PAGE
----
The fascination with classic scooters has never really disappeared, though it has peaked at various times. Vespa celebrates 60 years and Lambretta has started up again.
Even though modern inexpensive scooters are now being made to mimmic the classic Italian designs (see inexpensive classic motorscooters), the original companies are also relaunching modern versions of their original classic machines.
Italy is the mother of the motor scooter with the classic scooters of Vespa and Lambretta (See Motor Scooter History). The two-stroke engines and manual transmissions of the early models, however, are likely to suffer a demise in the face of evolving emissions requirements and twist-and-go transmission technology (See Stepless Transmissions).
Nonetheless, in commemoration of its 60th anniversary, Vespa introduced the new LX line last year, and Lambretta has announced a return.
With movies such as "Roman Holiday" in 1953 and Felini's "La Dolce Vita" in 1960, scooters fascinated American enthusiasts (See Motor Scooter Image) and became a fashion statement in the 50s and 60s with the British "mod" movement, in addition to playing a role in low-cost utility transportation.
After the Italian scooter heyday, sales declined and Inocenti closed its Lambretta factory in Italy, though they continued to be produced in India for another decade.
Emissions standards, with which the two-stroke engines did not comply, forced Vespa out of the American market in the 80s. With subsequent increased emission requirements in Europe, Vespa has been forced to comply, thus reopening the US market as well. Sales continue to increase.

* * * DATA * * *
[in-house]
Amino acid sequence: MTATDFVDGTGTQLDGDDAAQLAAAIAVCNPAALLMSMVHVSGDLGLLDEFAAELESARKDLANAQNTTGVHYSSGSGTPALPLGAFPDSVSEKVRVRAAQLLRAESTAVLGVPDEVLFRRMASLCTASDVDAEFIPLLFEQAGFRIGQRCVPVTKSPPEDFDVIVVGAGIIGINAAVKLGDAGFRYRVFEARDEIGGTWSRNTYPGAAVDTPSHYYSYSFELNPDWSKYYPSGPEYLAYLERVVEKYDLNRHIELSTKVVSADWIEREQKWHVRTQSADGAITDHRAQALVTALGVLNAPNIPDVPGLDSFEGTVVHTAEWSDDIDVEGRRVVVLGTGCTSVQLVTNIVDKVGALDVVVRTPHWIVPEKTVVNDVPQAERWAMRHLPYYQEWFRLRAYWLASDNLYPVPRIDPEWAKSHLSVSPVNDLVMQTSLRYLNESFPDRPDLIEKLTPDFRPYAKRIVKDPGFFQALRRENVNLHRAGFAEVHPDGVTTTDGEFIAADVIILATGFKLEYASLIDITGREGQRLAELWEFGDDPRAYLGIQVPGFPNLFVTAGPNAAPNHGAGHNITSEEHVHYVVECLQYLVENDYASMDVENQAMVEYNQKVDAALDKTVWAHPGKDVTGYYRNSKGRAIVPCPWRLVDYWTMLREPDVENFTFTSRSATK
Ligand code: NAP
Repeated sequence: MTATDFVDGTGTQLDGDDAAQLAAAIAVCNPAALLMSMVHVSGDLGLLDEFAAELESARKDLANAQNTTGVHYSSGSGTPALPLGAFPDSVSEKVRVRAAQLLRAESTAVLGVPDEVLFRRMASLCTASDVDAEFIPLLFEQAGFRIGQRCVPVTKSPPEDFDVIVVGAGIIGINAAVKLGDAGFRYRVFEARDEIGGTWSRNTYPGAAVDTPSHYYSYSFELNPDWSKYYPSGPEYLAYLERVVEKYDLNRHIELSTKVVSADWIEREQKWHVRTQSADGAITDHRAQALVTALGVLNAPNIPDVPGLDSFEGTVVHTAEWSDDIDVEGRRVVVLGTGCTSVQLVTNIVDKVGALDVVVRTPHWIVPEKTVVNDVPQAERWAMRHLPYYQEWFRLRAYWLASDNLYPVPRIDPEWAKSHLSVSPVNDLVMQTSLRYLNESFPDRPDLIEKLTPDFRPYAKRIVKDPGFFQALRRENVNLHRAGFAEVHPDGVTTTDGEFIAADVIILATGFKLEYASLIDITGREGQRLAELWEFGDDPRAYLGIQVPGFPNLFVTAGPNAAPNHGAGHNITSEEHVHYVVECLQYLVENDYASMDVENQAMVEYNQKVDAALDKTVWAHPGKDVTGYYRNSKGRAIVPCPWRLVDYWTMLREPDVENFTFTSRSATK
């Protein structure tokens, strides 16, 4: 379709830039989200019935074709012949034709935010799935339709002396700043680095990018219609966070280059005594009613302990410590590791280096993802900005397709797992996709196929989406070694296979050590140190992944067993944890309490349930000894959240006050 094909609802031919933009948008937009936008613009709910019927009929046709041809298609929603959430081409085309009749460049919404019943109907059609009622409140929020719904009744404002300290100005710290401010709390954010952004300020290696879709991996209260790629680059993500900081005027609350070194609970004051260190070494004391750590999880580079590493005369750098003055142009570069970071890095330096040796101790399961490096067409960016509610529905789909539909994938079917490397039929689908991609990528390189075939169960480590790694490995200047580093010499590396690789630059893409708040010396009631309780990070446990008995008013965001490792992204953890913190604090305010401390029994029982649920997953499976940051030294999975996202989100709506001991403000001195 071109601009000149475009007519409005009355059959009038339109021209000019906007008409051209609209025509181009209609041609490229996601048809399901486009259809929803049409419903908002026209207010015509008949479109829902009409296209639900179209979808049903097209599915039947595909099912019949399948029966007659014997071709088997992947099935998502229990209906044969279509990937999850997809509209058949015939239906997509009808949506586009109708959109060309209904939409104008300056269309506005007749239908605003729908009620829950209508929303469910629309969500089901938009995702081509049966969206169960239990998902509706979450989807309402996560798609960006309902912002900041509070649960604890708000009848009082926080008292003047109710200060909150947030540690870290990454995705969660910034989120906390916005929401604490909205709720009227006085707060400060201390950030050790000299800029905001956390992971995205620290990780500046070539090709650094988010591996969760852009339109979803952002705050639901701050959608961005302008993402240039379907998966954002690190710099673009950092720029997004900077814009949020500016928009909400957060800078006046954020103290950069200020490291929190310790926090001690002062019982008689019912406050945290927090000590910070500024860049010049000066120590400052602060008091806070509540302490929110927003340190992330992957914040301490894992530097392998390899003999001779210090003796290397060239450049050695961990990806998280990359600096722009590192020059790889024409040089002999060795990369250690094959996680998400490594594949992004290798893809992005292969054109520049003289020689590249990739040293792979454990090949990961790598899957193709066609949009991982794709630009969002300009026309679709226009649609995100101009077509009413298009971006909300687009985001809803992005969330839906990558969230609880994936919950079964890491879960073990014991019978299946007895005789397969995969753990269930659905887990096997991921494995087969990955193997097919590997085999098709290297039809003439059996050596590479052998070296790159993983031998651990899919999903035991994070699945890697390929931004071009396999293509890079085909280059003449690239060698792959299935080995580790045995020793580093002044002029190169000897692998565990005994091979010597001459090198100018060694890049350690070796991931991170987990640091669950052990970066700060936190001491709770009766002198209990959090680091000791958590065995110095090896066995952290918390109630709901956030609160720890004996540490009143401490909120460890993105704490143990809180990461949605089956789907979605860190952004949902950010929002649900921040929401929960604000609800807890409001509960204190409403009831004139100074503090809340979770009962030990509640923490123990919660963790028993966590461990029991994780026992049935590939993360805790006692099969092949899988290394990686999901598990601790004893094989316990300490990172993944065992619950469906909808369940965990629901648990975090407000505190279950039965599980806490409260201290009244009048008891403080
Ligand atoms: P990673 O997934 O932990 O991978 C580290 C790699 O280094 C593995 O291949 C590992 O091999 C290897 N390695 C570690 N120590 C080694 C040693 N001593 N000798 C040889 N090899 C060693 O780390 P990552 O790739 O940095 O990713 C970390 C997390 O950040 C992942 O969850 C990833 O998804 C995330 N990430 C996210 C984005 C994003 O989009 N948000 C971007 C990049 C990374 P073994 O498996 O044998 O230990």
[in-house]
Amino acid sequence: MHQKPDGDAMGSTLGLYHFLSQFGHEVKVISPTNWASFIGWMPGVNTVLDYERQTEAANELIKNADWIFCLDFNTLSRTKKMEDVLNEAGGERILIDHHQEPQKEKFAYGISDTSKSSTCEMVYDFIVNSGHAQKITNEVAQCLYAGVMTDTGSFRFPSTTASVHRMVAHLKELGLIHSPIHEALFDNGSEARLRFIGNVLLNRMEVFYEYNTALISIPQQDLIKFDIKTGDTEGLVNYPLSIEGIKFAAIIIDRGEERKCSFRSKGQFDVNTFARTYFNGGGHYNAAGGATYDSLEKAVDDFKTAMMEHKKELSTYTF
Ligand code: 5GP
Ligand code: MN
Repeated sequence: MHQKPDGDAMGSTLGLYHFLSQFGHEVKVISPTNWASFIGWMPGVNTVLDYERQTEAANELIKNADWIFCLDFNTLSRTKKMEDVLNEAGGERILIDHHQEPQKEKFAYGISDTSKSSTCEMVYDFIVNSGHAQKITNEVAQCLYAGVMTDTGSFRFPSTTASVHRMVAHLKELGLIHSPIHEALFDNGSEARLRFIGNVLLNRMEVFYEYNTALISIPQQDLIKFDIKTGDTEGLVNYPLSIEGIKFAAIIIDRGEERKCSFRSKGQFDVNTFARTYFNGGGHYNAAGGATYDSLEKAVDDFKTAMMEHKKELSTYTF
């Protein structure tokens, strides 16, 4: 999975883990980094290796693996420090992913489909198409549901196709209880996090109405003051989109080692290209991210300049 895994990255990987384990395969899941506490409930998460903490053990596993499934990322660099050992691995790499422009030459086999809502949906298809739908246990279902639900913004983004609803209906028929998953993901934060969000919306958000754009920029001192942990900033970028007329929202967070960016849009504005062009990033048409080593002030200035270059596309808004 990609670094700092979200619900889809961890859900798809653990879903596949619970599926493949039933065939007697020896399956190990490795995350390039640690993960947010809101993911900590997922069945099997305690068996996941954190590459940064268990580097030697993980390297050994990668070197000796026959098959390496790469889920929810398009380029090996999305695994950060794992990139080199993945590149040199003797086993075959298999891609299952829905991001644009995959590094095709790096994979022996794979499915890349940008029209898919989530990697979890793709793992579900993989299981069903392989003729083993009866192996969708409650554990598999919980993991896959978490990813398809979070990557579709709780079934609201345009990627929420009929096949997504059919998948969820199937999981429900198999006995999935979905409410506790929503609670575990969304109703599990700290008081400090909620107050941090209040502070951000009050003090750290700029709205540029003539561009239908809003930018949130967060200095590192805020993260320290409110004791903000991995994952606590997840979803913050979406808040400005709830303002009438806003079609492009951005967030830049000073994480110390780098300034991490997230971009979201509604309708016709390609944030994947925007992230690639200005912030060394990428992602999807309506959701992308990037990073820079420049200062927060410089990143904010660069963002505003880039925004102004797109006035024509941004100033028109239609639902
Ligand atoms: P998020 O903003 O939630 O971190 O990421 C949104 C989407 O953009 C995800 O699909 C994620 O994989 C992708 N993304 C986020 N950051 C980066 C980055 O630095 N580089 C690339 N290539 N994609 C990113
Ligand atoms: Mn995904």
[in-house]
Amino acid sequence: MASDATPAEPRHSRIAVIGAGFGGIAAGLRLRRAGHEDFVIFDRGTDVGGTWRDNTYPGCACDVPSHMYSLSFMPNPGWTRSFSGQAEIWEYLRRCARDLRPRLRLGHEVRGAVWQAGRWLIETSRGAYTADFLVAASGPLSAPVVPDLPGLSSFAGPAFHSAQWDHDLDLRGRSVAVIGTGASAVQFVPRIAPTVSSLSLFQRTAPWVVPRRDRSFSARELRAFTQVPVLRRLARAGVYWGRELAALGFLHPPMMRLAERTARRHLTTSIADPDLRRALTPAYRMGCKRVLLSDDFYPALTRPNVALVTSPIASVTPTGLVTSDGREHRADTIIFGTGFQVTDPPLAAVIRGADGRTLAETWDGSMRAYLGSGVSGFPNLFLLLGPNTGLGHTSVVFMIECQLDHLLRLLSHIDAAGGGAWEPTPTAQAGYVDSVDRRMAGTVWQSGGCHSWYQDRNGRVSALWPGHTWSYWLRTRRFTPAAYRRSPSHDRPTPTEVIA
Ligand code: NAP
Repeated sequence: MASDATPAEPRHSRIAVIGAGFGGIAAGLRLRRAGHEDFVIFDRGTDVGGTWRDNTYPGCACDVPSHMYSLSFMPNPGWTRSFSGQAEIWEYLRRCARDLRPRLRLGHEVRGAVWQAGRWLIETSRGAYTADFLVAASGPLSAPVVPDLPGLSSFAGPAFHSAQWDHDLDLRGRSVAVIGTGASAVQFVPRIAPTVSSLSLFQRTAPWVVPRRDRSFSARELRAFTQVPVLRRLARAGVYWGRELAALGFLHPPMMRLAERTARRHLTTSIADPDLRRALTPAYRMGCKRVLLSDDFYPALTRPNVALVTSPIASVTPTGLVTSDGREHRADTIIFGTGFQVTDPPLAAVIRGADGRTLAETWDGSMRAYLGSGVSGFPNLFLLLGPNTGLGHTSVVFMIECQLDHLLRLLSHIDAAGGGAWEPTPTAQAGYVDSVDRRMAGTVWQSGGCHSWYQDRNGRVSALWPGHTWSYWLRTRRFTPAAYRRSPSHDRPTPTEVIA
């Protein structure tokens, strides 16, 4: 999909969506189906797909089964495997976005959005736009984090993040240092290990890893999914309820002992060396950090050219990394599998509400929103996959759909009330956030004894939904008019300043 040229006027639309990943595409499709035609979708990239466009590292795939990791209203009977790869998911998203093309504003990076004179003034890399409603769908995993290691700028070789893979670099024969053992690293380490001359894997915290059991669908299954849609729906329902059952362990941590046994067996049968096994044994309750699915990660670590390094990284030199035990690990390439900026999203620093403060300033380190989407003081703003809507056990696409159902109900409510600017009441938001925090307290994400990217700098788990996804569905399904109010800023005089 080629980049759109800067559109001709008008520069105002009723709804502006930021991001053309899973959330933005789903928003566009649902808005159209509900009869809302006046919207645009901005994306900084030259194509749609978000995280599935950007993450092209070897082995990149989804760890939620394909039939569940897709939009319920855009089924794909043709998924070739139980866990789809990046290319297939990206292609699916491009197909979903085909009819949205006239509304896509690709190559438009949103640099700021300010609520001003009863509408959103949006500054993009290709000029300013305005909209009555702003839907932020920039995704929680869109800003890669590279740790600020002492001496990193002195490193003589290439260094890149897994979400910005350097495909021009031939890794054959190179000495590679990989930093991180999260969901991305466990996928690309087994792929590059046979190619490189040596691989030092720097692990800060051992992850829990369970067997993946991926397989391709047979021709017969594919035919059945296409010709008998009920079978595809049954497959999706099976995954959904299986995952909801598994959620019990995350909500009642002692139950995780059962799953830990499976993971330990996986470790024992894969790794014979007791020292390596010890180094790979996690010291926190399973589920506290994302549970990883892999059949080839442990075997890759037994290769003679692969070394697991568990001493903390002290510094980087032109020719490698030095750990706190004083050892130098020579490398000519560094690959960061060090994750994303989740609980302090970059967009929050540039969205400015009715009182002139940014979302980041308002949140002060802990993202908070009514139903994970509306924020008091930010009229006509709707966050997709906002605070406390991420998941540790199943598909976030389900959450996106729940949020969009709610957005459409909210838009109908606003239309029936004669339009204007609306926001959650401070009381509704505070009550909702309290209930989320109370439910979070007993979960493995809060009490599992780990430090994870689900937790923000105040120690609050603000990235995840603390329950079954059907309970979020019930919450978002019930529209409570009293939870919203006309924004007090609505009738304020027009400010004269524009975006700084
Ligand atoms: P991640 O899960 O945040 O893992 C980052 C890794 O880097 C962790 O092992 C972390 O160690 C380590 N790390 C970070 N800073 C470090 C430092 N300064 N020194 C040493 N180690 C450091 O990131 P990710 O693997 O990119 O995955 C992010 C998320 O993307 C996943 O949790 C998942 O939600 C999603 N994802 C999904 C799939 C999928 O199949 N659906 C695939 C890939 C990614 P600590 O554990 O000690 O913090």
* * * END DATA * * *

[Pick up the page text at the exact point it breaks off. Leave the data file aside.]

The new LX Vespa, like the ET and GT before it, uses a four-stroke engine which complies with all emission standards. They also use automatic transmissions, unlike the early classic machines. Classic scooter enthusiasts deplore this development but, though production of an emissions compliant two-stroke engine has been considered, and studies are being done to determine whether there is an adequate market to justify a model with a manual transmission, it appears that four stroke engines and stepless automatic transmissions are what will be found in the new wave of "classic" motor scooters, though some scooter purists may despute the "classic" designation of such machines. The Vespa PX 150 with its two-engine and manual shift is likely to be the last of its kind as it does not meet California emissions requrements and will fail to meet those scedule to be enacted shortly in Europe.
A new Lambretta scooter was presented at the Indianapolis Motorcycle Dealer Expo in March 2005 heralding a new age for the other classic Italian brand. To be manufactured by CMSI in North Carolina, they will have the classic Lambretta look of the 60s but a new four-stroke engine. Lambretta and Vespa are back in business.
Is classic design, image, and tradition -- a bigger factor than cost in determining what scooter to buy? That is a matter of debate. See Recommended Scooters. There are many modern high-quality classic-design scooters available now for very reasonable prices. See Classic Scooters.
For further reading, the classic scooter phenomenon is nicely covered in the student essay: Scootering in style: Vintage Italian motor scooters are hot By Karen Sloan.
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